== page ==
Interiors Awards 2018: Hotel
Interiors Awards 2018: Hotel
Detroit Foundation Hotel
Designer: Simeone Deary Design Group
Client: Aparium Hotel Group
“A superb repurposing of a building, this is a great example of taking something old and showing what it can be. The design has great balance of refined materials in a raw space.” —Jury
A building as rich in history as Detroit’s former fire department headquarters presented a special challenge to the design team behind the new Foundation Hotel. The project—centering around a structure that spans the city’s rise and fall, and its exciting current revitalization—is symbolic of a re-energized Detroit. Local architecture firm McIntosh Poris Associates orchestrated the adaptive reuse of the five-story 1929 fire station and an adjacent 19th century building, and the Chicagobased interior design firm Simeone Deary Design Group oversaw the interiors to create a 100-room boutique hotel for the Aparium Hotel Group in the heart of downtown.
With the design theme “coming home to Detroit,” the hotel conveys the essence of the Motor City. The melding of past and present is everywhere, in such original and salvaged elements as interior glazed-brick tiles and marble cornices. “A lot of history is built into this hotel, and it is our favorite type of project,” says Gina Deary, co-owner of Simeone Deary. “It’s just so full of opportunity.”
One of the original terracotta-faced arched doorways serves as the hotel’s entrance, and a monumental ground-floor space that once housed fire engines is now home to the lobby, restaurant, and bar. Here, a vintage credenza is reconceived as the reception desk. The restaurant, aptly named the Apparatus Room, incorporates an open kitchen and is a welcoming gathering spot for both locals and guests. The antique brass rails in the restaurant recall a fireman’s pole. Over the bar area, a warm custom chandelier is a beacon, with 359 exposed-element LED lamps and 110 pieces of handblown glass hanging from the ceiling like golden raindrops. Elsewhere in public areas, dark wood paneling and leather armchairs set against a backdrop of ceramic tile and marble create a comfortable, old-fashioned opulence.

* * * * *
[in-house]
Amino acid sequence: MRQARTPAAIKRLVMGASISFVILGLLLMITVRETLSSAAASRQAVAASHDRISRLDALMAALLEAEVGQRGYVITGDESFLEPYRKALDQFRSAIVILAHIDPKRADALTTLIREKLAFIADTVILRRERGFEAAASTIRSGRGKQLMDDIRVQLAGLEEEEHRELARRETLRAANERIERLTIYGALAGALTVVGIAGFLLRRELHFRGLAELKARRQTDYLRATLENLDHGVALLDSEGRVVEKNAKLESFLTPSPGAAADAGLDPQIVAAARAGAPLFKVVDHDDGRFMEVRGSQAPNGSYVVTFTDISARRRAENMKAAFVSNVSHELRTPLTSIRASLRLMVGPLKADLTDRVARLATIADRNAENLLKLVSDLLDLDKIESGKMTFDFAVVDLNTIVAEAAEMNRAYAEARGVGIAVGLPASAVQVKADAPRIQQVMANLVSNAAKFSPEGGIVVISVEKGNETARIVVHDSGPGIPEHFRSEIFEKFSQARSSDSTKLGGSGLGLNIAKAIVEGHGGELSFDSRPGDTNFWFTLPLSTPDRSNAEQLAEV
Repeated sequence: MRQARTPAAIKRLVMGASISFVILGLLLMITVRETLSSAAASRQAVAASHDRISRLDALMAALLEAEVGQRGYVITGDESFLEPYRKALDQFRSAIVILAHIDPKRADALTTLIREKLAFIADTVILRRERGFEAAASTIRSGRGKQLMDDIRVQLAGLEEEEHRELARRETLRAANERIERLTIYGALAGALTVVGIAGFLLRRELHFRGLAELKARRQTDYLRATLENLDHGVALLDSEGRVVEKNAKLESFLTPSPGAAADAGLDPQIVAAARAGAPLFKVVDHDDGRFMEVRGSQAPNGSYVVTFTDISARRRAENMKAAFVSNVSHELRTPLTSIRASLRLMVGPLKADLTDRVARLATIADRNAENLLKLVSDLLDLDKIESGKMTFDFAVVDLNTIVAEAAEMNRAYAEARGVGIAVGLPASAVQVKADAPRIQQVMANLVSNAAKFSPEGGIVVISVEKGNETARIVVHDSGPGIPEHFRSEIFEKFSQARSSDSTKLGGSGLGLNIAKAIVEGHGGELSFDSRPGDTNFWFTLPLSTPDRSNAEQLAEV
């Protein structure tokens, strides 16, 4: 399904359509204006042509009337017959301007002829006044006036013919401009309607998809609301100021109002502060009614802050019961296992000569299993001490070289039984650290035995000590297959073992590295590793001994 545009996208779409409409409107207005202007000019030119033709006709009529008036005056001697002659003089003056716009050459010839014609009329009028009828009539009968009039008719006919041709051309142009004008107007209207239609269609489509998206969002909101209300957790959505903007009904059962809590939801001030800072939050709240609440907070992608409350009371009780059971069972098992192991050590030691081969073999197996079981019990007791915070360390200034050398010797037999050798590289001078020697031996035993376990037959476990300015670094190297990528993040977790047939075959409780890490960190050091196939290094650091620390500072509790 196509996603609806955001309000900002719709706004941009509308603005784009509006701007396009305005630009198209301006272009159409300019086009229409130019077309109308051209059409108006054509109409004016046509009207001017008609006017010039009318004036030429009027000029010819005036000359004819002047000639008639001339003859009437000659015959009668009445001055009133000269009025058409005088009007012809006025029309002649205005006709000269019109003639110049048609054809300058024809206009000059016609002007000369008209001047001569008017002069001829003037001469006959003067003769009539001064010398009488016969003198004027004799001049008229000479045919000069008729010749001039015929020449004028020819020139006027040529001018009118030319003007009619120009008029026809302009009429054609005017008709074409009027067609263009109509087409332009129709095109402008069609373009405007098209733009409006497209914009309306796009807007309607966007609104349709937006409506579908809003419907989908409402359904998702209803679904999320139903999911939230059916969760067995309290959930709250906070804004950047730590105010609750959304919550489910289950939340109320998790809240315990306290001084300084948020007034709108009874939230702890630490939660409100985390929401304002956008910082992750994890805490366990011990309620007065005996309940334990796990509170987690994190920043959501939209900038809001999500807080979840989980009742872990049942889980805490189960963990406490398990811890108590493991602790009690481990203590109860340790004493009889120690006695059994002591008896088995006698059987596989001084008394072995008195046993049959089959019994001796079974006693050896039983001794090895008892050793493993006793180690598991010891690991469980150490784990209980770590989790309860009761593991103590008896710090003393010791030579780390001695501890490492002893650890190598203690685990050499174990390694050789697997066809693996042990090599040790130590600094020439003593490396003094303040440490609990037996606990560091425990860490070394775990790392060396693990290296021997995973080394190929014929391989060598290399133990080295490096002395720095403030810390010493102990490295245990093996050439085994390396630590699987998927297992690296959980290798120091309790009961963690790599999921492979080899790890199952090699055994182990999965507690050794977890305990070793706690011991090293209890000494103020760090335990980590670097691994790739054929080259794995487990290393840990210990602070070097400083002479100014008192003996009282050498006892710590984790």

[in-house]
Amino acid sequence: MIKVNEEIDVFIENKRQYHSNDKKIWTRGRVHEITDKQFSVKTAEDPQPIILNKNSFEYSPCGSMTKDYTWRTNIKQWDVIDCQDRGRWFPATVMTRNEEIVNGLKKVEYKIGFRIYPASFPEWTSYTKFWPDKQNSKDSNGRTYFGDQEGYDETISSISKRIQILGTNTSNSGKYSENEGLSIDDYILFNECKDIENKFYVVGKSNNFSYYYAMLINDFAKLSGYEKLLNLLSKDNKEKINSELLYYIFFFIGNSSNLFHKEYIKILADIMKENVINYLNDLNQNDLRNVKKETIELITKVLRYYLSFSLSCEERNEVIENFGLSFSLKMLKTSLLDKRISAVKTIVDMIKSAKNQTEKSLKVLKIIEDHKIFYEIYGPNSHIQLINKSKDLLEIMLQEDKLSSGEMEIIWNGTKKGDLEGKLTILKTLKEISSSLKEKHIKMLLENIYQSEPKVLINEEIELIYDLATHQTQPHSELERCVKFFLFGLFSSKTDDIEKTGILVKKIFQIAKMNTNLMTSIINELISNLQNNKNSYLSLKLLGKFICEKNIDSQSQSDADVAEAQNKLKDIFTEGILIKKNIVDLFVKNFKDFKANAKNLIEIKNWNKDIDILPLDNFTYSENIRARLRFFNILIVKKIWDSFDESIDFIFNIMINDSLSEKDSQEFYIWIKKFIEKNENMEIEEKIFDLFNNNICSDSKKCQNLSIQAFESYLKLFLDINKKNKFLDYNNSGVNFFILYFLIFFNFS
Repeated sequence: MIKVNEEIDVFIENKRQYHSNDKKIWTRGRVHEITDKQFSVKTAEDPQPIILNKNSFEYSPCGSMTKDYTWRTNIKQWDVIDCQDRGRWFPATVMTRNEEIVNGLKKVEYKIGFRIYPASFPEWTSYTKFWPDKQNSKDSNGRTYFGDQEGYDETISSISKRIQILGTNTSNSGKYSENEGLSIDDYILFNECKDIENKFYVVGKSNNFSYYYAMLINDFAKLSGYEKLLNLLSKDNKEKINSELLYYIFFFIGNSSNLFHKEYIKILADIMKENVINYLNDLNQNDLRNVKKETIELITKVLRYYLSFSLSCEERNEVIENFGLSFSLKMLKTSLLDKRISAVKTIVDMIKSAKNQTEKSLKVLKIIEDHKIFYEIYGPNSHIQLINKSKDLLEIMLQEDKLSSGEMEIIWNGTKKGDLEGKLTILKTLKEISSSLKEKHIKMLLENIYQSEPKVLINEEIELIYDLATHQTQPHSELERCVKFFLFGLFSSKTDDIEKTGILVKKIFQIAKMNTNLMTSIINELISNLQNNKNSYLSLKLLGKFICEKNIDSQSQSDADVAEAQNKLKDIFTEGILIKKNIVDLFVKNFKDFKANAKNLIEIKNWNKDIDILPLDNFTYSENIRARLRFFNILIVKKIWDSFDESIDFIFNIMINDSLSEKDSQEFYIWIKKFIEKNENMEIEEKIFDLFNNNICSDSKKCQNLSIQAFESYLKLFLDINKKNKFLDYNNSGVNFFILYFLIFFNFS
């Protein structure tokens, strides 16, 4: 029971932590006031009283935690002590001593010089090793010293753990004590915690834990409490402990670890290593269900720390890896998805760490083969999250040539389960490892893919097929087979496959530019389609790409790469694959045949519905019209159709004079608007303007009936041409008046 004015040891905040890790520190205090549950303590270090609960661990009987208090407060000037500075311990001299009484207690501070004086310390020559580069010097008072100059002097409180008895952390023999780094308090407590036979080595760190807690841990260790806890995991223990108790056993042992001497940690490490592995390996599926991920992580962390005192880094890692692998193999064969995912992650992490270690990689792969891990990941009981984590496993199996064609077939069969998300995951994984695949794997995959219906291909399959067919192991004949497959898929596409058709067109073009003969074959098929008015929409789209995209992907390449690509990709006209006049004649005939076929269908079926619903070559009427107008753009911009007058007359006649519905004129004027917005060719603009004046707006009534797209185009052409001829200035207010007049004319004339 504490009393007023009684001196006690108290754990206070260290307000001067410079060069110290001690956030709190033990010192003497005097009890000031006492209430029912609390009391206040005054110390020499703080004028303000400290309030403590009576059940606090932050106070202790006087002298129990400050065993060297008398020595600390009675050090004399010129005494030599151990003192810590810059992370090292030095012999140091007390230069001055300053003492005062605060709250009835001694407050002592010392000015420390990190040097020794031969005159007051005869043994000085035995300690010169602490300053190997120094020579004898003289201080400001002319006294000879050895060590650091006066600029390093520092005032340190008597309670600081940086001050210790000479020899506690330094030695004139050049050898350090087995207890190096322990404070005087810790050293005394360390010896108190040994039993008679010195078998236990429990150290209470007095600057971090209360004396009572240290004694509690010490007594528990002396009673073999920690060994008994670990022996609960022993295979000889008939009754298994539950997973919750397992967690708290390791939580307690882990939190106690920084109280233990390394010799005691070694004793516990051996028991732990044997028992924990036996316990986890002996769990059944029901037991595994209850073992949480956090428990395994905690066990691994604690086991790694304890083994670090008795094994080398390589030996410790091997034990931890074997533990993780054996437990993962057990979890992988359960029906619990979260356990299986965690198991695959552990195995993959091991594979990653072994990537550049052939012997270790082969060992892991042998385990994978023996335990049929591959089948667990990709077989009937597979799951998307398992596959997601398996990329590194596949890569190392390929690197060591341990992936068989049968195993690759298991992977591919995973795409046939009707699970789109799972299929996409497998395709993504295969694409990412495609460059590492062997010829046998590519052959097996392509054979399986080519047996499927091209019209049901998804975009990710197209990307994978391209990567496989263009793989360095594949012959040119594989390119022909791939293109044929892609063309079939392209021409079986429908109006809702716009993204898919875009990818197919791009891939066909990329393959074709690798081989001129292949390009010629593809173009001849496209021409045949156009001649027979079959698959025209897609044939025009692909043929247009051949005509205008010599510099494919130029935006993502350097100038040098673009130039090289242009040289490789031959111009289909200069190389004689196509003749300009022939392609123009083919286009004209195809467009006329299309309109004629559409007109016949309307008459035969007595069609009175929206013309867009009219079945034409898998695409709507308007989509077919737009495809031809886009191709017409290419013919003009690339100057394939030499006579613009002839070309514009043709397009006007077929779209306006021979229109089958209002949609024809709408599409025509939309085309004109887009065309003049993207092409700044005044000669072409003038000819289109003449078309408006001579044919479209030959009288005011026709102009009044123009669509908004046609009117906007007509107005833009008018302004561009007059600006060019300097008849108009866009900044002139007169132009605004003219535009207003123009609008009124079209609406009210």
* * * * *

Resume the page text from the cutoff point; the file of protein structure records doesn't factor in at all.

In many of the guestrooms, the original brick and marble, often with the distressed finish one would expect of century-old material, is juxtaposed with modern furniture for a familiar yet contemporary feel. Unexpected accents in metallic pink and pastel blue, akin to 1960s automobile colors, punctuate a palette of deep chocolate brown.
Furniture throughout celebrates an industrial design aesthetic, offset with luxurious materials. A channel-tufted velvet sofa and the soft curve and lacquered finish of the headboards, also inspired by high-end cars, add a touch of nostalgia. “There’s a masculinity to the building and a timelessness, so the last thing we wanted to do is pick out trendy furniture,” Deary says.
Deary worked with Matt Eaton, the director and curator of Detroit’s Red Bull House of Art and residency program, to involve emerging artists. In all, 50 local painters, sculptors, furniture makers, and textile and glass artisans contributed. For example, guestrooms feature wall art installations composed of salvaged building trim and moldings. Graphically manipulated photographs of abandoned Detroit landmarks were transformed into printed wallcoverings in guestrooms.
The craftsmanship of the interiors is a testament to Detroit’s ingenuity. As Deary says, “I’ve never seen anything like Detroit, the way people collaborate to get a project done. There’s a really great, unique partnership between the sciences and the arts in Detroit.”